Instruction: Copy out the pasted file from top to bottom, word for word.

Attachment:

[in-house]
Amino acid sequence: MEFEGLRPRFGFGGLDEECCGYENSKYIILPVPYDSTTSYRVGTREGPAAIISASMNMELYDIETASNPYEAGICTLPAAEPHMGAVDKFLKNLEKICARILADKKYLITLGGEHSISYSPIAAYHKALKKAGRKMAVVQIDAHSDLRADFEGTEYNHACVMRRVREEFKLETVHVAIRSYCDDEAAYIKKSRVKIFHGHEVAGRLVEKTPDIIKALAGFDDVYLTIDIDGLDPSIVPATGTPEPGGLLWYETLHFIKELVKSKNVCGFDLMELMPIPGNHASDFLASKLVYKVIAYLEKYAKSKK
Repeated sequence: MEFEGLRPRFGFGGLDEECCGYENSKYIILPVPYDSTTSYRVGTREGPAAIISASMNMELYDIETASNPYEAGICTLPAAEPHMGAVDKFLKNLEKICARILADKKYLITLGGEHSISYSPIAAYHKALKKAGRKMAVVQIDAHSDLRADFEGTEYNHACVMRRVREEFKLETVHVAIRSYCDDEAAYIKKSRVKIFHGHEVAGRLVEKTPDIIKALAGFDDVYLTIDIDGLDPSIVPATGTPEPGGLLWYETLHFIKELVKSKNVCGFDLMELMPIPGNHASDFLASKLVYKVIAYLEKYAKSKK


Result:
[in-house]
Amino acid sequence: MEFEGLRPRFGFGGLDEECCGYENSKYIILPVPYDSTTSYRVGTREGPAAIISASMNMELYDIETASNPYEAGICTLPAAEPHMGAVDKFLKNLEKICARILADKKYLITLGGEHSISYSPIAAYHKALKKAGRKMAVVQIDAHSDLRADFEGTEYNHACVMRRVREEFKLETVHVAIRSYCDDEAAYIKKSRVKIFHGHEVAGRLVEKTPDIIKALAGFDDVYLTIDIDGLDPSIVPATGTPEPGGLLWYETLHFIKELVKSKNVCGFDLMELMPIPGNHASDFLASKLVYKVIAYLEKYAKSKK
Repeated sequence: MEFEGLRPRFGFGGLDEECCGYENSKYIILPVPYDSTTSYRVGTREGPAAIISASMNMELYDIETASNPYEAGICTLPAAEPHMGAVDKFLKNLEKICARILADKKYLITLGGEHSISYSPIAAYHKALKKAGRKMAVVQIDAHSDLRADFEGTEYNHACVMRRVREEFKLETVHVAIRSYCDDEAAYIKKSRVKIFHGHEVAGRLVEKTPDIIKALAGFDDVYLTIDIDGLDPSIVPATGTPEPGGLLWYETLHFIKELVKSKNVCGFDLMELMPIPGNHASDFLASKLVYKVIAYLEKYAKSKK